“God’s love has been poured into our hearts through the Holy Spirit”Romans 5:5
The fire of Christ’s love on the cross has not burnt out.
It is not something of the past, of two thousand years ago, of which only the memory lives on. It exists now; it is alive. If it were necessary, Christ would die again for us because the love for which he died continues unchanged.
“I am more a friend to you than such and such a one,” Christ tells us as once he told the great mathematician and philosopher Blaise Pascal.
“I have done for you more than they; they would not have suffered what I have suffered from you, and they would not have died for you as I have done in the time of your infidelities and cruelties, and as I am ready to do, and do, among my elect”.Pensées, 553
Jesus has run out of signs for his love. There is nothing more he can do to show his love, for there is no greater sign than to give one’s life. But he has run out of signs for his love, not of love itself.
Now his love is entrusted to a special sign, a different one, a sign that is real, a Person: the Holy Spirit. “God’s love” – the love we now know – “has been poured into our hearts through the Holy Spirit” (Romans 5:5). It is therefore a living and real love, just as the Holy Spirit is living and real.
Where the other Evangelists say that Jesus “uttered a loud cry and breathed his last” (Mark 15:37; cf. Matthew 27:50), John says that Jesus “bowed his head and gave up his spirit” (John 19:30). That is, he not only breathed his last, but he gave the Spirit, the Holy Spirit, his Spirit. Now we know what was in the loud cry that Jesus gave us as he was dying. Its mystery has finally been revealed!
Why did Jesus die for your sins?
Why did Jesus die for our sins? The answer was like a flash of sunlight illuminating the faith of the Church: because he loved us!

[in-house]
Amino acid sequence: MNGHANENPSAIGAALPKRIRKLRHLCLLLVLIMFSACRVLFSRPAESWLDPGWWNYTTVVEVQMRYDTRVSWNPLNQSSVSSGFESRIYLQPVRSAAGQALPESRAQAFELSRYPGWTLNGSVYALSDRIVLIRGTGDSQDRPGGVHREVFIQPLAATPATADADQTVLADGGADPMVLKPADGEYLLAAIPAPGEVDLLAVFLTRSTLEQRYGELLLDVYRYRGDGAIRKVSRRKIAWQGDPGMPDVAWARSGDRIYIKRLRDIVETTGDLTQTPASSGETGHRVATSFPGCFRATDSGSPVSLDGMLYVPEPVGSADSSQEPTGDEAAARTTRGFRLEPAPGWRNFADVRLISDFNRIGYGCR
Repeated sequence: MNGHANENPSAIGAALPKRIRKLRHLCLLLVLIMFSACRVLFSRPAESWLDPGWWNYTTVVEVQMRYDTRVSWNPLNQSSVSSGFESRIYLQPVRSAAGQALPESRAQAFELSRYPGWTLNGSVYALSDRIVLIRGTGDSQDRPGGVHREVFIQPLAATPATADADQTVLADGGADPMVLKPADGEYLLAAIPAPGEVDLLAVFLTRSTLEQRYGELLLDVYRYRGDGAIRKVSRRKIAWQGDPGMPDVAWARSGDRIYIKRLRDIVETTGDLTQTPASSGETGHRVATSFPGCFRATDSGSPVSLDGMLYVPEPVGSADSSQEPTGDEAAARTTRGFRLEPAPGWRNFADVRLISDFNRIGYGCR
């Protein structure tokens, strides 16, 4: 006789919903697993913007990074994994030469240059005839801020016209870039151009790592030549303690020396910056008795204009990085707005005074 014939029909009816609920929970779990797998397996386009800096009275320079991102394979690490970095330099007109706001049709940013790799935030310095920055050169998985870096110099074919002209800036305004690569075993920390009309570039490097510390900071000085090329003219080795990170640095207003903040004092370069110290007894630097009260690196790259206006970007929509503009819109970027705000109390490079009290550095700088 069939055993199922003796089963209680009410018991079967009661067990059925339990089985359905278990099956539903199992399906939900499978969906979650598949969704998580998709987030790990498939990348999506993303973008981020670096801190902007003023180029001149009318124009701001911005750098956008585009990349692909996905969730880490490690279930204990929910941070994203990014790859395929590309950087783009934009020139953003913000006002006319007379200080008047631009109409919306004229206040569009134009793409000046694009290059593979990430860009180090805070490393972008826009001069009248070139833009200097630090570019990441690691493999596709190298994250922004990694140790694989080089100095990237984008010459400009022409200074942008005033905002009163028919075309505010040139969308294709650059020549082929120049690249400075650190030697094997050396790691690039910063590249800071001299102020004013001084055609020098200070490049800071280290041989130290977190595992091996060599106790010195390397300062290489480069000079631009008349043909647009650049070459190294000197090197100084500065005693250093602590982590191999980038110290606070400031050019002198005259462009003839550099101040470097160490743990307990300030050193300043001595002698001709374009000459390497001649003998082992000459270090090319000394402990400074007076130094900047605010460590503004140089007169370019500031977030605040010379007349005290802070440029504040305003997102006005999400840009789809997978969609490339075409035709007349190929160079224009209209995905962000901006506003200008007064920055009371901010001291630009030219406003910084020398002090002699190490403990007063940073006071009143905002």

“Christ loved us and gave himself up for us” (Ephesians 5:2);
“the Son of God . . . loved me and gave himself for me” (Galatians 2:20);
“Christ loved the church and gave himself up for her” (Ephesians 5:25).
It is an indisputable primordial truth pervading everything, and it applies both to the Church as a whole and to every individual. St. John the Evangelist, the last to write his gospel, dates this revelation back to Christ when he was on earth:
“Greater love has no man than this, that a man lay down his life for his friends. You are my friends”.John 15:13-14
This answer to the “why” of Christ’s passion is really final and allows no further questions. He loved us because he loved us – that’s all there is to it! In fact, there is no “why” to God’s love; it is a free gift. It is the only love in the world that is truly and totally free, that asks nothing for itself (he already has everything!) but only gives. Or rather, he gives himself.
“In this is love, not that we loved God but that he loved us. . . . We love, because he first loved us”.1 John 4:10, 19
Jesus, then, suffered and died freely, out of love. Not by chance, not from necessity, not because of any obscure forces or historical reasons overwhelming him without his knowledge or against his will. If anyone asserts this, they are nullifying the gospel, removing its soul, because the gospel is nothing other than the good news of God’s love in Christ Jesus. Not only the gospel, but the entire Bible is nothing other than the news of God’s mysterious, incomprehensible love for people.
If the whole of Scripture were to start talking at once, if by some miracle the written words were transformed into speech, that voice would be more powerful than the waves of the sea, and it would cry out: “God loves you!”
Excerpt from The Fire of Christ’s Love: Meditations on the Cross, © 2013 Raniero Cantalamessa, published by The Word Among Us Press. Used with permission.
Top image of a white shining cross and a glowing red setting sun, edited by DKS, from Bigstock.com, © by KoTangens, Stock Photo ID: 55617182
Fr. Raniero Cantalamessa, O.F.M. Cap. (born July 22, 1934) is an Italian Catholic priest in the Order of Friars Minor Capuchin. He has devoted his ministry to preaching and writing. He is a Scripture scholar, theologian, and noted author of numerous books. Since 1980 he has served as the Preacher to the Papal Household under Pope John Paul II, Pope Benedict XVI, and Pope Francis. He is a noted ecumenist and frequent worldwide speaker, and a member of the Catholic Delegation for the Dialogue with the Pentecostal Churches.